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I'm asked to give an example of a function that is bounded in $A=[0,1]$ but it doesn't attain its infimum or supremum, i.e. there is no $y\in A$ such that $f(y)=\sup\{f(x)\mid x\in A\}$ and similarly with infimum.

Clearly, since I have compact and connected domain it is necessary that such function must be discontinuous.

I have got an idea, to define $f$ as it follows: \begin{align} f(x)=\begin{cases} \frac{1}{2^{k}}-1 &\text{if }x=\frac{m}{2^{k}},\, 0<m<2^{k},\,m\neq2\ell\\ \frac{1}{3^{k}}+1 &\text{if }x=\frac{m}{3^{k}},\, 0<m<3^{k},\,m\neq3\ell\\ 0 &\text{anywhere else} \end{cases} \end{align}

Again, is clear that this is not continuous since this rationals are dense in $[0,1]$. The infimum and supremum are $-1,1$ respectively.

But my happiness ended when i see that maybe the supremum and infimum are attained since every rational of that form is in $[0,1]$. If this is true what other example of such a function can be constructed. Thanks in advance.

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I do think your example works, but it is more complicated than necessary. – Alex Becker May 28 '12 at 17:15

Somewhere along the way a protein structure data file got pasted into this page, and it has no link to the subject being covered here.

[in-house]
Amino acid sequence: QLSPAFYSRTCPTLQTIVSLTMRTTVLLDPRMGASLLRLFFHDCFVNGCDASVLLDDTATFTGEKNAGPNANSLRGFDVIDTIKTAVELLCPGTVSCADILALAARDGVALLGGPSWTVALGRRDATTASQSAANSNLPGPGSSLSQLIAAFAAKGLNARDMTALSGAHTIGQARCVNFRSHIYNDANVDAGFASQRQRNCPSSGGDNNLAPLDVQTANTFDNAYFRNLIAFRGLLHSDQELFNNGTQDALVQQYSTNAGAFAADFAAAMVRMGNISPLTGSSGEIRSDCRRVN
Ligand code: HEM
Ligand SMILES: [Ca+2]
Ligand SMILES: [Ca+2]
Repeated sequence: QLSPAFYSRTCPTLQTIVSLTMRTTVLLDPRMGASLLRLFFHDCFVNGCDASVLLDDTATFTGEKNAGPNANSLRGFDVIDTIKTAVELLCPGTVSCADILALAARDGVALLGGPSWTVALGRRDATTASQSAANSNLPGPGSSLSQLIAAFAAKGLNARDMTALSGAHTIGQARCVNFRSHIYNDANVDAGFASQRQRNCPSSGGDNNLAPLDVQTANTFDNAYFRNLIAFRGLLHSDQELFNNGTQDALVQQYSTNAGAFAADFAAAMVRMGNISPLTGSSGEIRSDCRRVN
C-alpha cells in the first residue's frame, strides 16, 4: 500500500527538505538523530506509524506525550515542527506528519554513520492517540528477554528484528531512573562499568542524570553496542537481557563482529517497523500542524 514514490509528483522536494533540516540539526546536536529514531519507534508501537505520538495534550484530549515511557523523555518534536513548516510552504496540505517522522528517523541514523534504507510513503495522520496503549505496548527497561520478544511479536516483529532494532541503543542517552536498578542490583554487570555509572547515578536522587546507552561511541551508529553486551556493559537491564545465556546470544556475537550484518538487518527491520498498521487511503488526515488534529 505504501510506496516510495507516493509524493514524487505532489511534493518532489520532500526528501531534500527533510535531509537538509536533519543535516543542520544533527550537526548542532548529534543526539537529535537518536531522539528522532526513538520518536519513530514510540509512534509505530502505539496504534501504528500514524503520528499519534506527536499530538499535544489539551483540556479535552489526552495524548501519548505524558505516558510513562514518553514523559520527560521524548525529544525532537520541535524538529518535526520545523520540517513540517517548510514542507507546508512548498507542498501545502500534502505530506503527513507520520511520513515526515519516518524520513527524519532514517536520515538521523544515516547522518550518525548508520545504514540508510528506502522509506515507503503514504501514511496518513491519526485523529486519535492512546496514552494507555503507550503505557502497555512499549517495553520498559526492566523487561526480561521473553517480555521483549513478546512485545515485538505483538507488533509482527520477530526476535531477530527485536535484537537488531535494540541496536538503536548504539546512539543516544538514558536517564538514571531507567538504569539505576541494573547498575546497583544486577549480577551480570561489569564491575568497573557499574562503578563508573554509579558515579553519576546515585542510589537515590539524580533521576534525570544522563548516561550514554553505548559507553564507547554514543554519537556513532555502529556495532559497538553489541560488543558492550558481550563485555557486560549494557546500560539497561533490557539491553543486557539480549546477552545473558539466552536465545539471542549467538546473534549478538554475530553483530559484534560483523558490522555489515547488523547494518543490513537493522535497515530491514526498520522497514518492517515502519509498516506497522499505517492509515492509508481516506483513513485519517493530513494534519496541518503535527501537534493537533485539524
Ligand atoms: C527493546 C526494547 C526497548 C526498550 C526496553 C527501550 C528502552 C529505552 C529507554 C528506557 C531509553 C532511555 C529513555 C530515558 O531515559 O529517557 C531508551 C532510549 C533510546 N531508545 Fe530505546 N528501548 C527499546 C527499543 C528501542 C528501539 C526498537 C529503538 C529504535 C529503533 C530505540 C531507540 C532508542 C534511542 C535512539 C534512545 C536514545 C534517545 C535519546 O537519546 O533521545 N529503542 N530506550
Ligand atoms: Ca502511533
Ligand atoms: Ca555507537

The thing to notice is that open intervals are good for making functions that don't achieve their extrema. – Austin Mohr May 28 '12 at 17:33
Thanks @AlexBecker, for let me see ground safely. I'll remember that. – elessartelkontar May 28 '12 at 17:45
up vote 9 down vote accepted

A simple example: \begin{align} f(x)=\begin{cases} x &\text{ if } x\neq 0,1\\ 1/2 &\text{otherwise} \end{cases} \end{align} which has infimum $0$ and supremum $1$ but attains neither.

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I clicked on this question with exactly this function in mind, right down to defining the endpoints at 1/2. – Austin Mohr May 28 '12 at 17:15
@AustinMohr That stuff happens surprisingly often. I recall giving a moderately complicated example as an answer to another question at the exact same time Arturo gave it in a comment. He said "our training has warped our minds to think along the same lines", or something to that effect. – Alex Becker May 28 '12 at 17:17
I too had the same answer in spirit. My function is yours, but shifted to the right, and with different endpoints. – Derek Allums May 28 '12 at 17:19

How about $f(x) = x-\frac{1}{2}$ for $x \in (0,1)$ and $f(0)=f(1)=0$. The supremum is $\frac{1}{2}$ and the infimum is $-\frac{1}{2}$ but by construction, $f$ does not achieve these values.

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